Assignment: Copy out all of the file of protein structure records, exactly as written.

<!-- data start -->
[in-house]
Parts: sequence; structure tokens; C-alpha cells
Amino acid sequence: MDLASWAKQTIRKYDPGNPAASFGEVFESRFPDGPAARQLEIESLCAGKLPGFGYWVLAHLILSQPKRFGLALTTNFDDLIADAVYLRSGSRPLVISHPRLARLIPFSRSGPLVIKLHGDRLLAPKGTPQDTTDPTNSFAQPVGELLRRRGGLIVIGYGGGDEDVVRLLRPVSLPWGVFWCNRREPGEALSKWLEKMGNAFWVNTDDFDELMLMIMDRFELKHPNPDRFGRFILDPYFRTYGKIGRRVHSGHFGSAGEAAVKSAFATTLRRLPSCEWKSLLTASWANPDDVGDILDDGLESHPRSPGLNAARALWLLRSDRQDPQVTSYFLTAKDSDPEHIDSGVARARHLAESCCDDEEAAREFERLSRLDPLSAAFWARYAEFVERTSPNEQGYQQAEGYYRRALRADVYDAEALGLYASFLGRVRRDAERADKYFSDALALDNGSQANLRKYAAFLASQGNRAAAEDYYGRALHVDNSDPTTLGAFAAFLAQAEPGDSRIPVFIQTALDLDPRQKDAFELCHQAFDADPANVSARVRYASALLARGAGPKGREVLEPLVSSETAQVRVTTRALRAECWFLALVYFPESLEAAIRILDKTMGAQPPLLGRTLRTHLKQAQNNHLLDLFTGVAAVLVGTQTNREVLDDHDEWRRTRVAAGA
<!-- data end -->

[in-house]
Parts: sequence; structure tokens; C-alpha cells
Amino acid sequence: MDLASWAKQTIRKYDPGNPAASFGEVFESRFPDGPAARQLEIESLCAGKLPGFGYWVLAHLILSQPKRFGLALTTNFDDLIADAVYLRSGSRPLVISHPRLARLIPFSRSGPLVIKLHGDRLLAPKGTPQDTTDPTNSFAQPVGELLRRRGGLIVIGYGGGDEDVVRLLRPVSLPWGVFWCNRREPGEALSKWLEKMGNAFWVNTDDFDELMLMIMDRFELKHPNPDRFGRFILDPYFRTYGKIGRRVHSGHFGSAGEAAVKSAFATTLRRLPSCEWKSLLTASWANPDDVGDILDDGLESHPRSPGLNAARALWLLRSDRQDPQVTSYFLTAKDSDPEHIDSGVARARHLAESCCDDEEAAREFERLSRLDPLSAAFWARYAEFVERTSPNEQGYQQAEGYYRRALRADVYDAEALGLYASFLGRVRRDAERADKYFSDALALDNGSQANLRKYAAFLASQGNRAAAEDYYGRALHVDNSDPTTLGAFAAFLAQAEPGDSRIPVFIQTALDLDPRQKDAFELCHQAFDADPANVSARVRYASALLARGAGPKGREVLEPLVSSETAQVRVTTRALRAECWFLALVYFPESLEAAIRILDKTMGAQPPLLGRTLRTHLKQAQNNHLLDLFTGVAAVLVGTQTNREVLDDHDEWRRTRVAAGA